(formlessness) is formed
|bohu (the void)
The point of this symmetry in Genesis 1 is that the form of the presentation is at least as important as the content. With this perspective, it is clear that the structural framework is artificial and therefore was never intended by the author to be taken literally as a seven-day
historical account (with God resting on the seventh day). The fact of God’s creative authority over everything is certainly intended literally, but the seven-day framework is just that — a framework.
As Victor Hamilton in his 1990 commentary on Genesis 1 wrote, “A literary reading of Genesis 1…understands ‘day’ not as a chronological account of how many hours God invested in his creating project, but as an analogy of God’s creative activity. God reveals himself to his people in a medium [a seven-day week] with which they can identify and which they can
How the ancients saw the world
We need to understand that, for most peoples of the ancient world, all the various regions of nature were divine. There were sky gods, earth gods and water gods, gods of light and darkness, rivers and vegetation, animals and fertility. Everywhere the ancients turned, there were
divinities to be petitioned, appeased, or pacified.
Each day of Creation in Genesis 1 takes on two principal categories of divinity and declares that these are not gods at all but creations of the one and only true God. This includes humans, none of whom — not even kings or pharaohs — are to be worshipped as gods.2
|From the Egyptian book of the dead, the god Shu separates Nut (the sky) from Geb (the earth).|
Hebrew monotheism (one God) was a unique and hard-won faith. The temptations of idolatry and syncretism (blended religion) were everywhere. Later in history, it came to be understood just how liberating was the concept of monotheism. From time immemorial, superstitious people have
attributed natural phenomena, or calamities like earthquakes, volcanic eruptions and tsunamis, to gods who were beyond understanding (except by a priestly elite) and had to be appeased and not questioned. Genesis 1, on the other hand, asserts that there are no gods but God and that his creation is comprehensible and amenable to investigation. This perspective made possible the scientific study of nature.
Verse 16 of Genesis 1, when understood, is amusing. As an intentional put-down, it deliberately reverses the order of the chief deities of a well-known cosmogony. The sun — called the “greater light” to avoid using the only available Semitic names for the sun, which were names of deities — comes first, then the moon, the “lesser light.” The stars — the highest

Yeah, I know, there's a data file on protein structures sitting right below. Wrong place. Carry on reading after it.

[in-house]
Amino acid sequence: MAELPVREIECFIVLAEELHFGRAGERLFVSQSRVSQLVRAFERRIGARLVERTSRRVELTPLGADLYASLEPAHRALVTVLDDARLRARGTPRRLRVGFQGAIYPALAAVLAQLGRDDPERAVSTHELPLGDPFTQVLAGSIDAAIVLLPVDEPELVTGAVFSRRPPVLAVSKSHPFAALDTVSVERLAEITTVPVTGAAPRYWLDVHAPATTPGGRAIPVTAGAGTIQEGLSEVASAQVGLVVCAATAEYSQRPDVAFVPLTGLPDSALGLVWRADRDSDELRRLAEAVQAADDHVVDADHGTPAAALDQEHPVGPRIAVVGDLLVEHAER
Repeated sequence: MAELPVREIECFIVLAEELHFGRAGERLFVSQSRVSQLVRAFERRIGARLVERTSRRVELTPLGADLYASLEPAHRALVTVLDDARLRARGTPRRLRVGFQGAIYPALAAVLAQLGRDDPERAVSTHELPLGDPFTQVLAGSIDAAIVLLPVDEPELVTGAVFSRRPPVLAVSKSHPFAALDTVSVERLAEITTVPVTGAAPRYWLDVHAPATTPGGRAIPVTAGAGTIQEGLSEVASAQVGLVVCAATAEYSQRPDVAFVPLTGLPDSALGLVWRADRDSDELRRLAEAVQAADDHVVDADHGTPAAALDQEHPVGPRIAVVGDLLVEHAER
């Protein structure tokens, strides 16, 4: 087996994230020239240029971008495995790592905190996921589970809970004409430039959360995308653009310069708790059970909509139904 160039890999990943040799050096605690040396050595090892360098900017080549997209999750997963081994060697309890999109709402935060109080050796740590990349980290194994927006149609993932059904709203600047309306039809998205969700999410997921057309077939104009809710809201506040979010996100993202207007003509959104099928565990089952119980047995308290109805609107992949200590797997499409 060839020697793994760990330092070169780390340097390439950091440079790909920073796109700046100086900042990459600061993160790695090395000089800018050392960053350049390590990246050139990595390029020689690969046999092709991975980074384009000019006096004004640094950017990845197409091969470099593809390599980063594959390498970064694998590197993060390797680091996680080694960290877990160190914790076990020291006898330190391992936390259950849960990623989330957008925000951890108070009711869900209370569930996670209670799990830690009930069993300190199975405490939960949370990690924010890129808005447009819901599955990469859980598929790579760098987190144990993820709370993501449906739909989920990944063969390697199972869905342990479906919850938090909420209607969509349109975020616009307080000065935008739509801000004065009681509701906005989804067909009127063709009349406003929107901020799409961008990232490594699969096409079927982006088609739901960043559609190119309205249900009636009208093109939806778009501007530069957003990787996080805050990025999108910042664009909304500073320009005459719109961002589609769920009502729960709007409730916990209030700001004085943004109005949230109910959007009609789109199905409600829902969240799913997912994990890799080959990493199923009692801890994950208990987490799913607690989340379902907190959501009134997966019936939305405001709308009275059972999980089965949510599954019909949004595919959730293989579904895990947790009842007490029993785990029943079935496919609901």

deities — are barely mentioned in a throw-away line: “He made the stars also”! Not only that, Genesis 1 makes it plain that they are not to be worshipped; they were made to serve — daily, seasonally, and calendrically. And none is accorded astrological significance.
You see the contrast? In this chapter, God overcomes darkness, makes order out of chaos, and even makes the great sea creatures, which, as it happens, are not monstrous. The impressive orderliness of Genesis 1 and its patterned structure are a deliberate response to pagan
mythologies. The Hebrew God has no competitor and there is no cosmic battle going on. Everything is under control.
Genesis 1 is not at odds with modern geology and biological science. This is not an issue here. To insist that it is does violence both to Scripture and to science. As Victor Hamilton wrote, “This is a word from God addressed to a group of people who are surrounded by nations whose cosmology is informed by polytheism and the mythology that flows out of that polytheism. Much in Genesis 1 is patently anti-pagan…. The writer’s concerns were theological.”
For more information, see our three interviews with Dr. Gordon.
Both Henri Blocher and Rick Watts (see Further Reading) have highlighted the similarities and differences between the Genesis account and some themes apparent in Egyptian cosmogonies (something relatively few scholars have attempted). In short, Genesis 1 is a corrective against
polytheistic concepts encountered by the Israelites in their old land as well as in their new.
Dennis Gordon is a biologist in a government research organization in New Zealand and an Associate Member of the U.K.-based Society of Ordained Scientists. He obtained his PhD in 1973 (Dalhousie University, Canada), was baptized in the same year, and was
ordained in 1980.
- Blocher, H., and R. Preston. In the Beginning: The Opening Chapters of Genesis. InterVarsity Press, 1984. 240 pages.
- Gibson, J.C. Genesis (volume 1). The Daily Bible Study Series. Westminster John Knox, 1981. 228 pages.
- Hamilton, V.P. The Book of Genesis: Chapters 1–17. The New International Commentary on the Old Testament. Eerdmans, 1990. 522 pages.
- Hyers, M.C. The Meaning of Creation: Genesis and Modern Science. Westminster John Knox, 1984. 216 pages.
- Watts, R. “Making Sense of Genesis 1.” Stimulus 12(4) (2004): 2–12.
1 Moses is taken to be the author of Genesis. As Henri Blocher, Professor of Theology at Wheaton College, Illinois, has written: “We stand…with the contemporary specialists who
maintain the traditional positions, those suggested by the Bible itself, which associate Genesis with the work of Israel’s most powerful thinker, ‘our Teacher,’ as the Jews call him, Moses.” And for good reason — his training in Egypt and his later pastoral life uniquely equipped him intellectually and spiritually, as one who was “instructed in all the wisdom of the Egyptians”
(Acts 7: 22) and who was filled with the Spirit of wisdom, which he later passed on to Joshua (Deuteronomy 34:9)
2 All humans, men and women equally, not just pharaohs and kings, are said to be made in the likeness of God, with the royal prerogative of rulership (properly, stewardship) over the
earth. This equality of men and women, extended to common folk, was revolutionary teaching!
Bible photo: iStockphoto.com
Author: Dennis P. Gordon, 2007